What happens when the immune system goes wrong?
Immunology is the study of the immune system, which is the network of complex cells and processes that protect our bodies from infection.
Immunology is fundamental across medicine and biology, and there is increasing evidence that the immune system is involved in more than just fighting infections.
The immune system is vitally important for defending the body against infection, but it is equally important to understand what is happening when the immune system isn’t functioning like it should. That is why it is so important to fund research in auto-immune diseases; which disproportionately affect women and can have devastating impact on health and people’s quality of life.Dr Alison Simmons
Head of Research at the Medical Research Foundation
When the immune system goes wrong, it is referred to as an immune system disorder, of which there are four broad categories:
• Primary immune deficiency - when someone is born with a weak immune system.
• Acquired immune deficiency – when a disease weakens the immune system (e.g. HIV).
• Overactive immune system – when the immune system is too active (e.g. an allergic reaction).
• Autoimmune disease – when the immune system mistakenly attacks healthy cells (e.g. rheumatoid arthritis).
It is estimated that approximately four million people live with autoimmune conditions in the UK, which range from relatively common conditions like rheumatoid arthritis, Crohn’s disease and type-1 diabetes, to less well-known conditions like lupus, psoriasis and vasculitis.
Autoimmune conditions can be unpredictable and present differently in each individual, making them difficult to manage. Despite decades of research, there is still a huge unmet need for new diagnostics, treatments and cures for these types of condition.
What are we funding?
Unlike many other charities and funding bodies, we are not restricted to providing support for a particular disease or condition, or a particular research institution. We can respond to the emerging health needs of the nation and the wider world, and the research priorities and opportunities identified by scientific experts and our donors.
We provide support for research on the conditions and diseases that devastate lives where there is unmet need for new research but a low research investment, including immune system disorders such as autoimmune hepatitis, asthma, lupus and antiphospholipid syndrome.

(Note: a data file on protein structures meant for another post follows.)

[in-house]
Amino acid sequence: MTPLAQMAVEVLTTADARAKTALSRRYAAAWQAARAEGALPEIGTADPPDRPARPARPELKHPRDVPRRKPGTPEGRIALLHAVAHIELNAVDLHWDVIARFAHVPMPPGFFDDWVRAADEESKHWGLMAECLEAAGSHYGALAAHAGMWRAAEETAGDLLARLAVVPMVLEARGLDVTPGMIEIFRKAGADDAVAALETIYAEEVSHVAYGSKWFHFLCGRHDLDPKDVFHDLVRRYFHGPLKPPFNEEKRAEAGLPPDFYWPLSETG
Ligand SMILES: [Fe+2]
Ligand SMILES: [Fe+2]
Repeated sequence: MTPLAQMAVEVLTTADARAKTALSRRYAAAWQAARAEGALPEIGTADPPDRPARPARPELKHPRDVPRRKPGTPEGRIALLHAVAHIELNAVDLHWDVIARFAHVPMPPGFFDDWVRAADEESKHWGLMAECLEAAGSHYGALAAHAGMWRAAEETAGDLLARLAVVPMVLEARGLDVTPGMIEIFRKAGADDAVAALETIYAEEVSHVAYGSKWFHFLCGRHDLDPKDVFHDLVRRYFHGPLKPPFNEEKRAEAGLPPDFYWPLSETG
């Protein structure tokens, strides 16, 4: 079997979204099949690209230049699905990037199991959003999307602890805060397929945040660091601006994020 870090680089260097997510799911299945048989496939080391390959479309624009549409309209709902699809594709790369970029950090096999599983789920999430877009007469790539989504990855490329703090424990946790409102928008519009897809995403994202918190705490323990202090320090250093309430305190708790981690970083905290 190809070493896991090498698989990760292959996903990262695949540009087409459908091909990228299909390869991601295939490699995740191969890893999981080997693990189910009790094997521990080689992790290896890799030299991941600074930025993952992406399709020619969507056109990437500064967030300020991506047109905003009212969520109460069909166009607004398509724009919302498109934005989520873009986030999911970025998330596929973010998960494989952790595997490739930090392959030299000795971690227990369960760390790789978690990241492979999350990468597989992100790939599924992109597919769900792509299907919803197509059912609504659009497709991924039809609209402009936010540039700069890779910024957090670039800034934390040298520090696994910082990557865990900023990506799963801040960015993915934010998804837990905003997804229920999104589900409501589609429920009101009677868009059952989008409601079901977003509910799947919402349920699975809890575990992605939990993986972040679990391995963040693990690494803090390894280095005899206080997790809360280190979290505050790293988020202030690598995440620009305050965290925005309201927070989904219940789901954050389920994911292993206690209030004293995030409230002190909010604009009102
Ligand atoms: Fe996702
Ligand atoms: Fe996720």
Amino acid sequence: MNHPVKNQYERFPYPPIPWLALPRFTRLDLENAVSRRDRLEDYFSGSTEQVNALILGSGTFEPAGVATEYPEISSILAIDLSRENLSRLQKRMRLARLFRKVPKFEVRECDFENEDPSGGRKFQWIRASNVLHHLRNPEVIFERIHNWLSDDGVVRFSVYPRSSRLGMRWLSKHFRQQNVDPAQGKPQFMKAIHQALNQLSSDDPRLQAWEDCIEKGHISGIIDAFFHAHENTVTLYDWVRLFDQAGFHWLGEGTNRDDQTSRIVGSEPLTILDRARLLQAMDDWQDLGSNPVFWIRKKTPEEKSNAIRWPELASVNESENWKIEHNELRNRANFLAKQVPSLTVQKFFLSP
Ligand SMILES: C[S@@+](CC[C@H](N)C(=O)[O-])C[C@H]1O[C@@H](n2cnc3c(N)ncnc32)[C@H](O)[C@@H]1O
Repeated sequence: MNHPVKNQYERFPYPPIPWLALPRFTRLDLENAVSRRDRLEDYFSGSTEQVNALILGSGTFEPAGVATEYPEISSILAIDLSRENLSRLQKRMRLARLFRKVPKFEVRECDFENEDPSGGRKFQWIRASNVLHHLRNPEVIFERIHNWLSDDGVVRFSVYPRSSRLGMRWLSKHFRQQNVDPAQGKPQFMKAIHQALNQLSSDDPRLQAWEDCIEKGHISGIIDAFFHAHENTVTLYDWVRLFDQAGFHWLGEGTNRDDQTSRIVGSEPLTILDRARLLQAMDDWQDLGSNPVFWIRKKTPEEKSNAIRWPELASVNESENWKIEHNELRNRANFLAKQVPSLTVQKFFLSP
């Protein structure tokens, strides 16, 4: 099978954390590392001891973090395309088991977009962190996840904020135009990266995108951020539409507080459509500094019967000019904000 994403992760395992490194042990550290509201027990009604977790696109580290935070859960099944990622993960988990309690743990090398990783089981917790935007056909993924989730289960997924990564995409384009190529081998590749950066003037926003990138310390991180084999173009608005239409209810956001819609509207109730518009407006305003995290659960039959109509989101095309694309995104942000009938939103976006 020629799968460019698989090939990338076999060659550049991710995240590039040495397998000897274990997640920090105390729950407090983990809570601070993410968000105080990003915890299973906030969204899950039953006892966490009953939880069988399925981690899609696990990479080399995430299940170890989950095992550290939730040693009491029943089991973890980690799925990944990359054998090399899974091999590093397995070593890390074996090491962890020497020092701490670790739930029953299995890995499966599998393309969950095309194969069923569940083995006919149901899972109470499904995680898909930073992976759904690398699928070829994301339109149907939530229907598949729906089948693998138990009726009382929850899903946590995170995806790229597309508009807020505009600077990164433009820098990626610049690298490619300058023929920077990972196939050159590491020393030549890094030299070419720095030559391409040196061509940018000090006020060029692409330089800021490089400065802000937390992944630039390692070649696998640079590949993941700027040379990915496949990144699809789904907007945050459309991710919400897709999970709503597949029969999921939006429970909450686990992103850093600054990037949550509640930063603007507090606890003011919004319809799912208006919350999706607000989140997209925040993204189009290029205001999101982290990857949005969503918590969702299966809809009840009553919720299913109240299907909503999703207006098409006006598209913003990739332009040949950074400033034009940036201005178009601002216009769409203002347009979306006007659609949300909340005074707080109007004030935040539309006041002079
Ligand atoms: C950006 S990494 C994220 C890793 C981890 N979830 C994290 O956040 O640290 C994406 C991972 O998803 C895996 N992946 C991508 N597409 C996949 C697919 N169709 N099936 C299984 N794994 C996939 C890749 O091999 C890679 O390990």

Below are three example projects that we are funding in the area of immunology. To read more about all of our projects relating to immune-system disorders, click here.
Autoimmune hepatitis is a rare cause of long-term hepatitis in which the body’s immune system attacks and damages the liver. There are thought to be around 10,000 people living with autoimmune hepatitis in the UK.
Dr Palak Trivedi from the University of Birmingham is investigating whether immunotherapy could hold promise for controlling liver damage in patients with autoimmune hepatitis. Read more about the project here.
Lupus is an autoimmune condition where the immune system attacks healthy cells, resulting in inflammation, swelling, and damage to the joints and organs. For unknown reasons, patients that develop lupus during puberty are subject to more severe disease symptoms than those developing lupus later in life. In addition, women are nine times more likely to be affected by the disease than men.
Dr Elizabeth Rosser from University College London aims to compare how sex hormones affect the immune system by looking at a specific metabolic pathway that is influenced by these hormones: cholesterol metabolism. Read more about the project here.
Antiphospholipid Syndrome is an autoimmune disorder that affects approximately 0.3-1% of the population. It is closely associated with lupus and these two autoimmune conditions often occur in the same person.
Dr Thomas McDonnell from University College London focuses on a particular molecule that is targeted by the immune system associated with APS: Beta-2-Glycoprotein I (β2GPI). Read more about the project here.